THE TELEVISED REPORT OF A bank computer fraud case had a familiar theme: Law enforcement agents were shown removing computing equipment--specifically, a suspect's PC--as part of what television reporters said would be a computer forensics investigation. A law enforcement spokesperson interviewed by the television reporter stated that the suspect's computer hard drive would be inspected to determine how the fraud was committed.
But there was one key drawback with this investigative process: The "forensics" investigation focused on the suspect's PC hard drive alone. Critical evidence--consisting of host-computer audit-trail logs, computer utilization and user access reports, and other documentation that could have helped investigators reconstruct the fraudulent transaction by revealing the suspect's overall system activity--was never obtained.
For this reason, though the suspect was convicted of the theft of bank funds, the case was not prosecuted under computer-crime statutes. The fraudulent transaction had not been traced back to the suspect, and the prosecutor determined that without any meaningful reconstruction of the transaction events, any prosecution effort would be unsuccessful.
While the scenario just described is not typical of computer-crime investigations, it is clear that a growing number of investigators have developed the mistaken notion that computer forensics has only to do with targeting computer media--specifically, the PC hard drive--and recovering digital evidence. Although there is no question that useful investigative information can be gathered from PC hard drives, servers, laptop drives, and other media, it is critical for investigators to understand the distinction between examining such local media and conducting a full-scale computer-incident forensics investigation.
A full-scale computer-incident forensics investigation is a complete, thorough probe to determine the nature, scope, and duration of the fraudulent transaction in question. This requires the investigator to retrieve user-access log-on reports, time- and date-stamp reports, and other system logging reports that establish what events occurred, whose user identification was associated with each event, and which application systems were involved, creating a complete reconstruction of the incident in question.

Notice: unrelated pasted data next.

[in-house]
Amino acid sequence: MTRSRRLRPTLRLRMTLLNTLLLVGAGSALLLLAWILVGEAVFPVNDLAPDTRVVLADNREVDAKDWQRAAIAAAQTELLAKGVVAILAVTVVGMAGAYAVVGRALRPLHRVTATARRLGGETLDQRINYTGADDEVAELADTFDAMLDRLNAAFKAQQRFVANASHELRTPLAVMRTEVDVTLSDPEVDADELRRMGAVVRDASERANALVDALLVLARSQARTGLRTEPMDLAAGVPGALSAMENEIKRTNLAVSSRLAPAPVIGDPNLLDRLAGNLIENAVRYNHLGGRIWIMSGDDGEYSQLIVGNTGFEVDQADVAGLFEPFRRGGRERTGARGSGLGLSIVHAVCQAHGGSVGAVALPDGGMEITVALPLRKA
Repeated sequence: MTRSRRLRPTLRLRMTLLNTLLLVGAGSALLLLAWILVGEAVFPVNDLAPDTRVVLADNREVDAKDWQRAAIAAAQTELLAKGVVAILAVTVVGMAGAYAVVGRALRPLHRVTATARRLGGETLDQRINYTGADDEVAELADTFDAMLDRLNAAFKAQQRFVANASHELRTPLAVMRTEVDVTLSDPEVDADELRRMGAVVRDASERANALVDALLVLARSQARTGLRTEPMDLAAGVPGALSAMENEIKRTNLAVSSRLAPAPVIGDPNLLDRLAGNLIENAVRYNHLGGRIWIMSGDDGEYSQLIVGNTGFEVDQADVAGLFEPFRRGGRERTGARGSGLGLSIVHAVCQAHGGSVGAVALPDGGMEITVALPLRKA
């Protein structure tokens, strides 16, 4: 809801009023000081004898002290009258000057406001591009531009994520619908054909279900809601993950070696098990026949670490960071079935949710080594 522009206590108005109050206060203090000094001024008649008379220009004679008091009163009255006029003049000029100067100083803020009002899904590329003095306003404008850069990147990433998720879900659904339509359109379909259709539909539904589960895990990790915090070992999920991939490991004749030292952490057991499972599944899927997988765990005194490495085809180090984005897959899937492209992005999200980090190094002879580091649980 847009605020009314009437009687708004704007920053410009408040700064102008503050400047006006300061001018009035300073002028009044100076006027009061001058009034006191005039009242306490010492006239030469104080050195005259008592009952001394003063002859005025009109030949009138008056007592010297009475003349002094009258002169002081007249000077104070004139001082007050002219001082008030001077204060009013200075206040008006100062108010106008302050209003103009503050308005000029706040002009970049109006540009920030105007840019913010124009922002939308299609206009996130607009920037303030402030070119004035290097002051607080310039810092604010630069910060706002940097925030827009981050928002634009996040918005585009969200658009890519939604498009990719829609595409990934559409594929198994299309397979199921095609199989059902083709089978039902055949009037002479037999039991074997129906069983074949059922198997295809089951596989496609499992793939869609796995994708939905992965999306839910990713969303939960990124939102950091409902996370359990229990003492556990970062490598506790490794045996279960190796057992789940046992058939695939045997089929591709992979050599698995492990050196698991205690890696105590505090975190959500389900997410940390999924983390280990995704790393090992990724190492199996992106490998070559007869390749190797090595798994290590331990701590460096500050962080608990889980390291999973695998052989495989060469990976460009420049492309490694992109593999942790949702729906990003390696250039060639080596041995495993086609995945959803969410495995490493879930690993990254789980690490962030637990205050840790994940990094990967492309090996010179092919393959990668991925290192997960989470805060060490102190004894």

Though no two cases are exactly the same, the emphasis of a computer-fraud investigation must be on generating the evidence to prove who conducted the transaction event. This approach generally requires attention to understanding the system structure and gathering the evidence, but of equal importance is how the evidence is presented to a jury if the goal is to obtain a conviction.
System structure. Before looking at the logs, the investigator must gain a basic understanding of the subject organization's IT architecture, its enterprise network infrastructure, and the general components of the computing environment, including the information security controls in place. Questions to ask include: How are users authenticated to the host computing system where the fraud or other crime occurred? What safeguards are in place to offer a high degree of assurance that each user is the individual connecting to the system? How are access events tracked and records stored for later reference? What is the transaction verification process? How are system changes controlled and logged?
Gathering evidence. Once the investigator knows the basics of the computing environment in question, he or she can begin the investigation. The investigator's goal, of course, is to uncover evidence that can be used to convince a jury that only the suspect could have used the combination of passwords, user IDs, and other log-on features in committing the fraudulent transaction. The first step toward that end is for the investigation to be forensically sound, which means that the investigative steps must be documented and repeatable. …